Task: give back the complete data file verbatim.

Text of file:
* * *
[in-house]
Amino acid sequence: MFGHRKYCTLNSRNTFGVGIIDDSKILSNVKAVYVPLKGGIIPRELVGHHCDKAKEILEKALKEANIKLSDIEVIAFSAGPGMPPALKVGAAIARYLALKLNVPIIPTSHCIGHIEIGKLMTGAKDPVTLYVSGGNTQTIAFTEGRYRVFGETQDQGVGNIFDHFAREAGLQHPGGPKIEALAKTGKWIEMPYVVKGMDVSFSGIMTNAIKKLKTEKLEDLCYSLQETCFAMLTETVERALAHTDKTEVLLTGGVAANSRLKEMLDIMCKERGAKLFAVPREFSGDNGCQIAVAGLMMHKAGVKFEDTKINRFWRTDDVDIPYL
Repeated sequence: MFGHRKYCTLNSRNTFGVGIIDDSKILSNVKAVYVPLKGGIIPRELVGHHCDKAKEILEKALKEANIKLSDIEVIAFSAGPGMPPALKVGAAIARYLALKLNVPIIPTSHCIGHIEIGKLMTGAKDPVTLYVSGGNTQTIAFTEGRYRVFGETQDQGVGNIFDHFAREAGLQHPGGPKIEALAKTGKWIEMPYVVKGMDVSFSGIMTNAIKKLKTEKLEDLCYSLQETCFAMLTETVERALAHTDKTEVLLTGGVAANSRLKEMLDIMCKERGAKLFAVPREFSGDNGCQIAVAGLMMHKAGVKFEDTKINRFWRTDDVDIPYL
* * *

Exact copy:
[in-house]
Amino acid sequence: MFGHRKYCTLNSRNTFGVGIIDDSKILSNVKAVYVPLKGGIIPRELVGHHCDKAKEILEKALKEANIKLSDIEVIAFSAGPGMPPALKVGAAIARYLALKLNVPIIPTSHCIGHIEIGKLMTGAKDPVTLYVSGGNTQTIAFTEGRYRVFGETQDQGVGNIFDHFAREAGLQHPGGPKIEALAKTGKWIEMPYVVKGMDVSFSGIMTNAIKKLKTEKLEDLCYSLQETCFAMLTETVERALAHTDKTEVLLTGGVAANSRLKEMLDIMCKERGAKLFAVPREFSGDNGCQIAVAGLMMHKAGVKFEDTKINRFWRTDDVDIPYL
Repeated sequence: MFGHRKYCTLNSRNTFGVGIIDDSKILSNVKAVYVPLKGGIIPRELVGHHCDKAKEILEKALKEANIKLSDIEVIAFSAGPGMPPALKVGAAIARYLALKLNVPIIPTSHCIGHIEIGKLMTGAKDPVTLYVSGGNTQTIAFTEGRYRVFGETQDQGVGNIFDHFAREAGLQHPGGPKIEALAKTGKWIEMPYVVKGMDVSFSGIMTNAIKKLKTEKLEDLCYSLQETCFAMLTETVERALAHTDKTEVLLTGGVAANSRLKEMLDIMCKERGAKLFAVPREFSGDNGCQIAVAGLMMHKAGVKFEDTKINRFWRTDDVDIPYL